by Gina Randall
100th Air Refueling Wing Public Affairs
2/2/2016 - RAF MILDENHALL, England -- For
Ministry of Defence employee Deborah Black, 100th Security Forces
Squadron kennel attendant, her passion for her job and the dogs she
cares for each day motivated her to overcome the news she had developed a
"My world fell apart when I was diagnosed with breast cancer three years
ago and following extensive treatment, I returned to work. Being here
has significantly helped me put that to the back of my mind and focus on
getting on with my job," said Black. "It's been a big benefit in aiding
my recovery, both physically and psychologically, as it has distracted
me from dwelling on my health issues. The exercise and interaction with
the dogs and people I work with has definitely played a big part in my
recovery, together with the support of my family and friends. Three
years later and I'm good. My most recent mammogram last month was all
The exercise and outdoor lifestyle may have helped her mentally and
physically, but it was a life-long passion that brought her to RAF
Mildenhall nearly 15 years ago. A journey began that would allow her to
extend her family to the Service members she works with each day, both
human and canine.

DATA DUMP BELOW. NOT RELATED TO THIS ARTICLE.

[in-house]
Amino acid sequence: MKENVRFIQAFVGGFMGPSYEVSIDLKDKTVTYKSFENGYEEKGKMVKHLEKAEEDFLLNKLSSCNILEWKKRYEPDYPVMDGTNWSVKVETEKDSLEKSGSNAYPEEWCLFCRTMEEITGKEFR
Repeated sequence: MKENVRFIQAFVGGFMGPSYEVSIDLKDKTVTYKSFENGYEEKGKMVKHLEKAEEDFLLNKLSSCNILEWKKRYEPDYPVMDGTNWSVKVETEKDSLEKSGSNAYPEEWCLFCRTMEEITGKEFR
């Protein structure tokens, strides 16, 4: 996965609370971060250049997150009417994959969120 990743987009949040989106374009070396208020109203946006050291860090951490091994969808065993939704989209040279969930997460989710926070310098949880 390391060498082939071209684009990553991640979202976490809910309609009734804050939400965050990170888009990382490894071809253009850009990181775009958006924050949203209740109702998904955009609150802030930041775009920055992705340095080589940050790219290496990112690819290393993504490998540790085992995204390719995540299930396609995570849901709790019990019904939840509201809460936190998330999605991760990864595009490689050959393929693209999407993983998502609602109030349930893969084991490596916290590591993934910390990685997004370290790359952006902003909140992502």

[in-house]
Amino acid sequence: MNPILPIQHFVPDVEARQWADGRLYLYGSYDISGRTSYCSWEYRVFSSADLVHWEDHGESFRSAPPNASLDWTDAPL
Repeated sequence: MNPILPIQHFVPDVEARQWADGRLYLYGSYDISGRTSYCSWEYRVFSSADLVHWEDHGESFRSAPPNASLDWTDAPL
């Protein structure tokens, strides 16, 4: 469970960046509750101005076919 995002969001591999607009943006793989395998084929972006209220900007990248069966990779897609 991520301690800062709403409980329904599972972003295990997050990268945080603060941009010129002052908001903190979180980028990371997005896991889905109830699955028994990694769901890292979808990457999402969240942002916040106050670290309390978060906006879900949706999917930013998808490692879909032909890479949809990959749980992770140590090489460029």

"I wanted to work here because I just love dogs," Black laughed. "I've
always loved dogs. Prior to this job, I worked at a pet nutrition unit
for a food company for seven years which is where I got most of the
canine experience. Following redundancy from there, I saw this job
advertised, came for an interview and was offered the position. I still
had a passion to work with dogs and decided to take the job. And 15
years on I still love it."
No day at work is the same for Black and she knows the dogs better than
anyone -- from the day they arrive on base as a young recruit, to the
day their "do not pet" leash is hung up for good.
"This job is very unique in terms of working with dogs. I get to see
these highly skilled dogs train and develop in their capabilities,
improve and become very competent over the years," Black added. "I get
to know the dogs' personalities and behaviors very well as I spend so
much time with them daily from the time they arrive off the plane, to